When a Lincoln woman gave birth at St. Elizabeth Regional Medical Center, then left the baby at the hospital, she was doing exactly what most safe haven laws in other states allow — leaving her infant daughter in a safe place.
In every state except Nebraska and Alaska, a mother can leave a newborn at a designated safe haven, generally a hospital, police station or fire station.
Safe haven laws are intended to protect children by providing places at which an unwanted child can be dropped off, said Sen. Rich Pahls of Omaha, one of two senators who introduced safe haven bills in the Nebraska Legislature in January.
“It’s that simple,” Pahls said.
Most children dropped off at safe haven sites survive and are adopted, he said, while many who are dropped off in unsafe places die.
So why hasn’t Nebraska passed a safe haven law?
Some people think they’re ineffective.
“There is kind of a gut level reaction to safe haven bills,” said Adam Pertman, executive director of the Evan B. Donaldson Adoption Institute, an independent, nonpartisan research-based agency. “How can you vote against helping abandoned babies?”
But he doesn’t believe the laws have slowed the rate of unsafe abandonment.
“We don’t appear to be saving babies,” Pertman said, noting that women continue to leave newborns in trash bins, parking lots and bathrooms in states that have safe haven laws.
“At a minimum the number of kids left in horrible places is not diminishing,” he says.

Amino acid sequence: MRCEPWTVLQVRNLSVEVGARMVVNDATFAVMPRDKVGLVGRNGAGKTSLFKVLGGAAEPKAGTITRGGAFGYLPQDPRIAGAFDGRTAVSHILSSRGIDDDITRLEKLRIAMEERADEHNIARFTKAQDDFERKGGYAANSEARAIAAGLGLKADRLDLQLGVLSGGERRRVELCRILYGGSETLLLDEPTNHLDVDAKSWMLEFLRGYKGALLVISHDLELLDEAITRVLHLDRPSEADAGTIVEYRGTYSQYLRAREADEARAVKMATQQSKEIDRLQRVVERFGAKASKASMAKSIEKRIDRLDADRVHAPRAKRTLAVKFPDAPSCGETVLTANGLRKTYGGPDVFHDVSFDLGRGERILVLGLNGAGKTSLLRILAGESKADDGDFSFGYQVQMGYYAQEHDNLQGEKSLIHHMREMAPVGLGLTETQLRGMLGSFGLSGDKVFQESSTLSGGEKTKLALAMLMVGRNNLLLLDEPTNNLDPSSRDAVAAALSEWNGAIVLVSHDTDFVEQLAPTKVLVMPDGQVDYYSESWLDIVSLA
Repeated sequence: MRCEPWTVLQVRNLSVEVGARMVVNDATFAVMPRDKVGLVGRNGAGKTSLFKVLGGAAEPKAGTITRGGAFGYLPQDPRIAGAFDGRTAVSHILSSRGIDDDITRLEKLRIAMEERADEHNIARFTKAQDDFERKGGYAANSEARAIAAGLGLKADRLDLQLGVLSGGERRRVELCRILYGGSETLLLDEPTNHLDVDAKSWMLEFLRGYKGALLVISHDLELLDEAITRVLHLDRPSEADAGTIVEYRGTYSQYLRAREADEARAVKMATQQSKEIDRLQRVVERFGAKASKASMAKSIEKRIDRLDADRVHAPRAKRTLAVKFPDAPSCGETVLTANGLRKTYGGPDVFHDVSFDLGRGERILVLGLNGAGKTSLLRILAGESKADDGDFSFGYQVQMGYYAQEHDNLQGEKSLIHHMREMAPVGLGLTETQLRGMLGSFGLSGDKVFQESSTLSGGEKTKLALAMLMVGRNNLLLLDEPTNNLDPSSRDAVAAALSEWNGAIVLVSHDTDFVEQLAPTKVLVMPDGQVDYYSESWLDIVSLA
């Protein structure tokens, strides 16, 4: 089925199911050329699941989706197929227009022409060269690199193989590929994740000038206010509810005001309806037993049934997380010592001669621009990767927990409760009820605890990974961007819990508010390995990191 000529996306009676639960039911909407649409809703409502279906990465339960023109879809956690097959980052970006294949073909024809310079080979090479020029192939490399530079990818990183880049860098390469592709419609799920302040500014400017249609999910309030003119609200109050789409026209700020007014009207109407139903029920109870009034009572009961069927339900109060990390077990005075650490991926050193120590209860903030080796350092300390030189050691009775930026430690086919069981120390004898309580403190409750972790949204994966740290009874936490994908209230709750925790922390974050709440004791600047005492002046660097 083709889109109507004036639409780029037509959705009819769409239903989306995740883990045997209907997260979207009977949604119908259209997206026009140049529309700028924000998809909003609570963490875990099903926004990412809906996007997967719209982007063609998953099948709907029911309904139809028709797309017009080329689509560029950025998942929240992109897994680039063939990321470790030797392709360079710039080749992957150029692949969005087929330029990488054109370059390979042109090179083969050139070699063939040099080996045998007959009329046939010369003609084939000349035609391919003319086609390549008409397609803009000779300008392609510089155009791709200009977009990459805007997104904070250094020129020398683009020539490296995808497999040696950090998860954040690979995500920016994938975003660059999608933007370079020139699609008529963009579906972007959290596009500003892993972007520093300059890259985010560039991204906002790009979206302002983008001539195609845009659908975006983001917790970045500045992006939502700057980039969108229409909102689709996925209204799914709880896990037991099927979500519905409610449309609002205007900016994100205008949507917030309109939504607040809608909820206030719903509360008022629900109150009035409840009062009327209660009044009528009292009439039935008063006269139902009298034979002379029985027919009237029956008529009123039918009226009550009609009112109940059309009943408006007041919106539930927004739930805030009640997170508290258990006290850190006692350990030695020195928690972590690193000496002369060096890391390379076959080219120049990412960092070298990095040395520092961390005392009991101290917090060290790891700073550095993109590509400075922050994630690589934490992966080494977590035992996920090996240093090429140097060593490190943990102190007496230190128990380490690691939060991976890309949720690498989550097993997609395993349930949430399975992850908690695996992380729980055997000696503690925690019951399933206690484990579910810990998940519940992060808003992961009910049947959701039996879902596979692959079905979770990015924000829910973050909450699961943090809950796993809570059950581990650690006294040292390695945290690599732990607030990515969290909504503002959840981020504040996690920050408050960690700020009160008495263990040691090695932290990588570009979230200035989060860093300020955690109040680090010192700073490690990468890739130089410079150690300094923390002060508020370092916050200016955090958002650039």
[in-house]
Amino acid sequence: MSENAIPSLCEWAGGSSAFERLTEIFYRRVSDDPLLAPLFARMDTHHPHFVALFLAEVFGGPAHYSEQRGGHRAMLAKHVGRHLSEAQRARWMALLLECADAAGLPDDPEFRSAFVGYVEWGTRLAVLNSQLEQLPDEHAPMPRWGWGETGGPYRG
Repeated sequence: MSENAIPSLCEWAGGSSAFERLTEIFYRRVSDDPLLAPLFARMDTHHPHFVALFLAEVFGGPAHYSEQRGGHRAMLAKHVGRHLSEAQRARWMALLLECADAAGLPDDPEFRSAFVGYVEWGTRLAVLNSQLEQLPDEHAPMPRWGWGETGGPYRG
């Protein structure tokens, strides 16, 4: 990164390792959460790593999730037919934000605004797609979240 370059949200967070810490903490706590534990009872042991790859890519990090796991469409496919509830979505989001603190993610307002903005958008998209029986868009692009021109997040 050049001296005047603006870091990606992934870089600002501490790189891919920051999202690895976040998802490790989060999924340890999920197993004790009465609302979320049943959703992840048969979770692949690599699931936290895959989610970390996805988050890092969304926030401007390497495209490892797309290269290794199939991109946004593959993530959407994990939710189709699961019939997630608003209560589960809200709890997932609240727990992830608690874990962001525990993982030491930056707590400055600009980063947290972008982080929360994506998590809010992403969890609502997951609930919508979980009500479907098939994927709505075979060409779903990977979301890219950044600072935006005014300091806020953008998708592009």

And the laws have other consequences, according “Unintended Consequences,” a 2003 report from the institute. Abandoned babies do not have identities. They don’t have medical or biological histories. Birth mothers don’t get counseling to help them deal with shame and grief, and birth fathers lose all rights.
Lobbyists representing groups ranging from the Nebraska state Medical Association and Hospital Association to adoption agencies and attorneys echoed these reasons in public hearings and privately when Nebraska lawmakers were considering a safe haven bill.
And Omaha Sen. Ernie Chambers, using similar arguments to those found in the “Unintended Consequences” report, has been a successful roadblock.
Rather than saving babies, he said, the law would encourage more young women to abandon their babies.
Abandoning babies would be made easy and “carry the imprimatur of the state,” Chambers said.
“Hard cases make bad law,” he said in a telephone interview last week.
Texas passed the first safe haven law in 1999 after 13 newborns were abandoned in Houston. Other states jumped on board to adopt a law that seemed to make sense.
The National Safe Haven Alliance reported in 2006 that at least 806 infants had been legally surrendered since Texas passed that first law.
But those numbers don’t tell the whole story, opponents contend.
In fact, they are convinced the laws do not make babies safer.
“It appears that the rate of unsafe abandonments has not been diminished by these laws,” said Pertman, also the author of “Adoption Nation.”
The number of kids left in safe havens is used as evidence to show the laws work, he said. “That presumes that every child was going to be killed or put in a toilet.”
“I think that is outrageous and not supported by the evidence. There is no evidence these kids were at risk.”